Director Mark Jackson’s drama is a chilly study in grief starring Catherine Keener as a war-zone photographer shattered by her experiences in Libya.
"The Mambo Kings" tells the story of two brothers who flee from Havana in the early 1950s, arrive in New York, and dream of making themselves famous musicians. In some ways this story is as old as the movies, but "The Mambo Kings" is so filled with energy, passion and heedless vitality that it seems new, anyway. It's the kind of movie where an opening sequence, with its shot of dancers swooning as the camera flies above them, lets you know you may not be surprised, but you are probably not going to be bored.
The film stars Armand Assante and Antonio Banderas as the Castillo brothers, musicians who are fairly well known on the local club circuit but find it prudent to leave Havana hastily after making enemies of the wrong people. In New York, they find work as meat-cutters, but dream of making it big, and there is a wonderful scene where Assante climbs up on the stage with the legendary Tito Puente and insinuates himself into a performance with sheer gall.
He's good. The boys form their own band and begin to get some bookings, while meanwhile Assante falls for a brassy nightclub cigarette girl (Cathy Moriarty) and his brother begins to romance a beauty named Delores (Maruschka Detmers). There is unresolved tension between Delores and the Assante character, which the movie introduces but never really deals with, and evidence of other loose ends. The first-time director, New York art dealer Arne Glimcher, based his film on the Pulitzer Price-winning novel The Mambo Kings Play Songs of Love by Oscar Hijuelos. Glimcher's screen transition, written by Cynthia Cidre, allows some weaknesses in narrative clarity, but what's more important is the enormous vitality they bring to the project. "Mambo Kings" is energizing to watch; Michael Ballhaus' photography glows with sensuality.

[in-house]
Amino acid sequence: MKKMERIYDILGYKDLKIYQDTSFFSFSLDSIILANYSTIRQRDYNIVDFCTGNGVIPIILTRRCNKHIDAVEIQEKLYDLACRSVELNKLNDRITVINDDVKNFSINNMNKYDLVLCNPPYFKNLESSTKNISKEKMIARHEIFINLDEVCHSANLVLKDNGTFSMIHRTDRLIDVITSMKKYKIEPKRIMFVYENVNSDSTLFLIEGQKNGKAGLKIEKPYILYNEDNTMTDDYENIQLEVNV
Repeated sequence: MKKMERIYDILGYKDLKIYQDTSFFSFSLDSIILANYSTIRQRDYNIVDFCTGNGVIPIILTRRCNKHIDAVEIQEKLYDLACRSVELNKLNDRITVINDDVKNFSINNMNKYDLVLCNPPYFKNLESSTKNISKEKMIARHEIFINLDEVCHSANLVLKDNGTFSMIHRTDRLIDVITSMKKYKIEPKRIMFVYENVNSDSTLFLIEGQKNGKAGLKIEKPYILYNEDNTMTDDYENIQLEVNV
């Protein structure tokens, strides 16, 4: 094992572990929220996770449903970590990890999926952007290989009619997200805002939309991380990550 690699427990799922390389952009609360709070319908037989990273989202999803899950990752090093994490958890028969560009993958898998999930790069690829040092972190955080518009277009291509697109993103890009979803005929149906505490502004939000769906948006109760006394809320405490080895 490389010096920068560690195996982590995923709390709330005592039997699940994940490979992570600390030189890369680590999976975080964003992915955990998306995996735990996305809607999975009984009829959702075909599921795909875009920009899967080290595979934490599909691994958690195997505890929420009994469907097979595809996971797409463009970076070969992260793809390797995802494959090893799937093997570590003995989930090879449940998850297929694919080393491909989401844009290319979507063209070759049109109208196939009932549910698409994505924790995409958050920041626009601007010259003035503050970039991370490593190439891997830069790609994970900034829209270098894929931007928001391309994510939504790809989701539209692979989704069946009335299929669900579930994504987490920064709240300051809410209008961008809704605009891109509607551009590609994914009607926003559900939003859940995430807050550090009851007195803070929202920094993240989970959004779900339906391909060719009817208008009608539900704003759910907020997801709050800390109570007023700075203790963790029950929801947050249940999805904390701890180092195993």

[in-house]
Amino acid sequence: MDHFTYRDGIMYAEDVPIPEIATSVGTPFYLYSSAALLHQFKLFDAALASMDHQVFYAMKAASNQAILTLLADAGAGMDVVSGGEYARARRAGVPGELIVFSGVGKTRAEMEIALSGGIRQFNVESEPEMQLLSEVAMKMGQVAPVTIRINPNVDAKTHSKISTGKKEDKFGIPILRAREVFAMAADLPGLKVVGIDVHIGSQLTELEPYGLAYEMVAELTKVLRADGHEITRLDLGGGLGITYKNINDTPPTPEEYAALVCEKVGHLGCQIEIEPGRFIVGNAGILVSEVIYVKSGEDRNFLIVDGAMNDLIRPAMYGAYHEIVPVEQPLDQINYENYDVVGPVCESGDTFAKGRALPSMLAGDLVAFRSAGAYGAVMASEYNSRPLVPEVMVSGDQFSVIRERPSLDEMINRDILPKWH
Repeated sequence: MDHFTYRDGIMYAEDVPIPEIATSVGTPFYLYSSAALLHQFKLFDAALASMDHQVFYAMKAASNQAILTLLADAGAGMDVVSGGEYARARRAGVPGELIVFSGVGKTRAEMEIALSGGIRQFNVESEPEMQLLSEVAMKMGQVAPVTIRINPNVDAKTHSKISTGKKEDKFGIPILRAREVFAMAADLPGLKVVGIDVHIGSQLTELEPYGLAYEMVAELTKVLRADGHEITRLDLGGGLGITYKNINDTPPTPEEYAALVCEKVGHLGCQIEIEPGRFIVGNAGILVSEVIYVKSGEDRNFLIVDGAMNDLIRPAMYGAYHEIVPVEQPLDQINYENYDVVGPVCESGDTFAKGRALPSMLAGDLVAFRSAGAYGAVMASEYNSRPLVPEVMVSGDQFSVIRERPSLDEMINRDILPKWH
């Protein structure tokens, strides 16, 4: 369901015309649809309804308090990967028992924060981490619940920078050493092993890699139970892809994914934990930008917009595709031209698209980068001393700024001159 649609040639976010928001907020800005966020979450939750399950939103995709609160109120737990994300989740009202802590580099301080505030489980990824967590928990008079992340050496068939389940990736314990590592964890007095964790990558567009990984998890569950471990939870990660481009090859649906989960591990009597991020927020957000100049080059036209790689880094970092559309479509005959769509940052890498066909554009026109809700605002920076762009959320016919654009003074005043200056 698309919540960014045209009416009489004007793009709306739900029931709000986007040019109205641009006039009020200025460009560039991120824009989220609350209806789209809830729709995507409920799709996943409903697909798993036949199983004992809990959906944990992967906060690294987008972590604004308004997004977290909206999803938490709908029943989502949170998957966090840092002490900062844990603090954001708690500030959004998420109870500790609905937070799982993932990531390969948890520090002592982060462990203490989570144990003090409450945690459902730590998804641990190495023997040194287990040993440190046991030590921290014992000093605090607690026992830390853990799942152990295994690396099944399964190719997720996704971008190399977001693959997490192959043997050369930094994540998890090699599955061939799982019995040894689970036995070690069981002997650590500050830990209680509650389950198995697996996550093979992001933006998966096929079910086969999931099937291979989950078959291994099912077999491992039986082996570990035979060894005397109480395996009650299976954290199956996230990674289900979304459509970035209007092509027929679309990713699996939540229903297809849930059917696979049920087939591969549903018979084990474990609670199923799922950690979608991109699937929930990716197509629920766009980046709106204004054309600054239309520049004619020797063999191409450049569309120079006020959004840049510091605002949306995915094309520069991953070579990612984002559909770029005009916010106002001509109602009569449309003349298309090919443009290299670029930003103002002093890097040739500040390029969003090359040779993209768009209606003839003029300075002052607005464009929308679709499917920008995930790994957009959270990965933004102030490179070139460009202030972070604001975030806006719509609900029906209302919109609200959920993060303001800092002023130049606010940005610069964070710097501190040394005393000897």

One sequence that could easily have gone wrong, but doesn't, involves the Mambo Kings being discovered by Desi Arnaz, the Cuban bandleader whose TV stardom made him the hero of musicians like the Castillo brothers. One day he walks into a club, hears them, likes them and the next thing they know they're guesting on "I Love Lucy." Arnaz is played in the movie by his son, Desi Arnaz Jr., and through clever editing Assante and Banderas actually seem to be playing a black-and-white TV scene with the real Lucille Ball.
The plot line, involving the rise and fall of the band and the tangled romantic lives of the brothers, is not precisely original. The movie depends more on its music; the soundtrack is terrific, and the ballad "Beautiful Maria of My Soul" is likely to become a hit. And it depends on the strong personalities of Assante, a greatly underrated actor who seems to specialize in ethnic characters, and Banderas, the Spanish star of several Pedro Almodovar films.
Assante, who last played a Puerto Rican drug dealer in "Q & A," here makes a virtue of sleek machismo, and his assurance in a scene where he glides Detmers onto the dance floor is the kind of romantic scene the movies loved in the 1940s, but have been shy about in recent years.
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